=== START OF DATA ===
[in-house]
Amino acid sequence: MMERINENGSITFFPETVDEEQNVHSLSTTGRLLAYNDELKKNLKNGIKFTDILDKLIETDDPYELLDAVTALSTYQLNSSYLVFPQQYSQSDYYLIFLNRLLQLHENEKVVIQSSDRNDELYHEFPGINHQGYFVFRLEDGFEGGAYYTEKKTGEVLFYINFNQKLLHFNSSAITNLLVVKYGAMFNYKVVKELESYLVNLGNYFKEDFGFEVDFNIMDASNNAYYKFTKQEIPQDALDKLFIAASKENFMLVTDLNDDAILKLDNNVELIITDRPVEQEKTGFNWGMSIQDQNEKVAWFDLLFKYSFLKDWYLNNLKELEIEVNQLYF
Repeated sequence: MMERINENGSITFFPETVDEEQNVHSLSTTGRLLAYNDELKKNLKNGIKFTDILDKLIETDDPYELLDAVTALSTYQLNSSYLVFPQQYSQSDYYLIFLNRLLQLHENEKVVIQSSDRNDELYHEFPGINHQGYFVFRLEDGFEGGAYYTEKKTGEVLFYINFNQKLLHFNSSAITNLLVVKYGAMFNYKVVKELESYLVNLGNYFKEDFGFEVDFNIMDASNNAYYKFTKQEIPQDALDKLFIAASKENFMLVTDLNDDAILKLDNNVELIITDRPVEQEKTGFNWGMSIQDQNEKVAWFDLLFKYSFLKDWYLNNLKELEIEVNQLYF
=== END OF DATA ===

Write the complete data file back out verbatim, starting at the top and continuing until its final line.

[in-house]
Amino acid sequence: MMERINENGSITFFPETVDEEQNVHSLSTTGRLLAYNDELKKNLKNGIKFTDILDKLIETDDPYELLDAVTALSTYQLNSSYLVFPQQYSQSDYYLIFLNRLLQLHENEKVVIQSSDRNDELYHEFPGINHQGYFVFRLEDGFEGGAYYTEKKTGEVLFYINFNQKLLHFNSSAITNLLVVKYGAMFNYKVVKELESYLVNLGNYFKEDFGFEVDFNIMDASNNAYYKFTKQEIPQDALDKLFIAASKENFMLVTDLNDDAILKLDNNVELIITDRPVEQEKTGFNWGMSIQDQNEKVAWFDLLFKYSFLKDWYLNNLKELEIEVNQLYF
Repeated sequence: MMERINENGSITFFPETVDEEQNVHSLSTTGRLLAYNDELKKNLKNGIKFTDILDKLIETDDPYELLDAVTALSTYQLNSSYLVFPQQYSQSDYYLIFLNRLLQLHENEKVVIQSSDRNDELYHEFPGINHQGYFVFRLEDGFEGGAYYTEKKTGEVLFYINFNQKLLHFNSSAITNLLVVKYGAMFNYKVVKELESYLVNLGNYFKEDFGFEVDFNIMDASNNAYYKFTKQEIPQDALDKLFIAASKENFMLVTDLNDDAILKLDNNVELIITDRPVEQEKTGFNWGMSIQDQNEKVAWFDLLFKYSFLKDWYLNNLKELEIEVNQLYF